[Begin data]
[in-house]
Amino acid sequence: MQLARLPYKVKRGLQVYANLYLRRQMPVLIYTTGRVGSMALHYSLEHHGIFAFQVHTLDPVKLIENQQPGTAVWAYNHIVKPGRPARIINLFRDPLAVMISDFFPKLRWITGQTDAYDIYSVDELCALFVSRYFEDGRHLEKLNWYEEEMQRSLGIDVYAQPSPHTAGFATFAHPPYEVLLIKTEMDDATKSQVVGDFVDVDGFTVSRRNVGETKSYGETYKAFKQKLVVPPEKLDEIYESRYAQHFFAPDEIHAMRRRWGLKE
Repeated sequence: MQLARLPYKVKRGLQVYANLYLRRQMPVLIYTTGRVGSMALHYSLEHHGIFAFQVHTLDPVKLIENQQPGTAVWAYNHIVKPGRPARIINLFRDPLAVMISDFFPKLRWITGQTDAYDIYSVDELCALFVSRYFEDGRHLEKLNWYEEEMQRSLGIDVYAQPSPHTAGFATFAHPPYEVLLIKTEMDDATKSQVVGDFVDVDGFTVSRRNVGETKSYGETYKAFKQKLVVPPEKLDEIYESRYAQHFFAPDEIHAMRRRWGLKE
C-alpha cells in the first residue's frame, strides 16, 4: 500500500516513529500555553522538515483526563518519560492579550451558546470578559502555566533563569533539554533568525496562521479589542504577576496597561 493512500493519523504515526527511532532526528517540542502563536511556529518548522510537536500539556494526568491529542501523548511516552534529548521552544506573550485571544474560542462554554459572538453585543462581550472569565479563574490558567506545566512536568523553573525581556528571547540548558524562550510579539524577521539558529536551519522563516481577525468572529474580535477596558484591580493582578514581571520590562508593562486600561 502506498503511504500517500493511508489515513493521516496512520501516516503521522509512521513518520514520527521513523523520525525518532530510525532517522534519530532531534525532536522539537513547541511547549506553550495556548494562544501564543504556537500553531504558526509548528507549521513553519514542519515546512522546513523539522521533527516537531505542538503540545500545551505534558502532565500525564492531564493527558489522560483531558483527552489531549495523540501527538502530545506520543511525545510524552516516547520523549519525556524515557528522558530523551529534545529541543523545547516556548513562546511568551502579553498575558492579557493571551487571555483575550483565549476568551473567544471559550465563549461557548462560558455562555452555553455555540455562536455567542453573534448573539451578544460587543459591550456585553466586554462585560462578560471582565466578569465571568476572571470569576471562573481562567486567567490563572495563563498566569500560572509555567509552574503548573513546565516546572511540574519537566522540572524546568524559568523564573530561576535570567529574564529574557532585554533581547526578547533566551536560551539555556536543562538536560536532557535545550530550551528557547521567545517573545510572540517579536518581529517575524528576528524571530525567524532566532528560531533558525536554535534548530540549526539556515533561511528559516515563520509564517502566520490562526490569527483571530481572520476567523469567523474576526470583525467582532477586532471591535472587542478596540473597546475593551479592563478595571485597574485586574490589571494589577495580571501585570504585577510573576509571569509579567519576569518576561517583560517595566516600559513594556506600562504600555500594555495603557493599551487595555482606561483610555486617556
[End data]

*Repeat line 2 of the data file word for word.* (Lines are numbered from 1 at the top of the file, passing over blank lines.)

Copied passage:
Amino acid sequence: MQLARLPYKVKRGLQVYANLYLRRQMPVLIYTTGRVGSMALHYSLEHHGIFAFQVHTLDPVKLIENQQPGTAVWAYNHIVKPGRPARIINLFRDPLAVMISDFFPKLRWITGQTDAYDIYSVDELCALFVSRYFEDGRHLEKLNWYEEEMQRSLGIDVYAQPSPHTAGFATFAHPPYEVLLIKTEMDDATKSQVVGDFVDVDGFTVSRRNVGETKSYGETYKAFKQKLVVPPEKLDEIYESRYAQHFFAPDEIHAMRRRWGLKE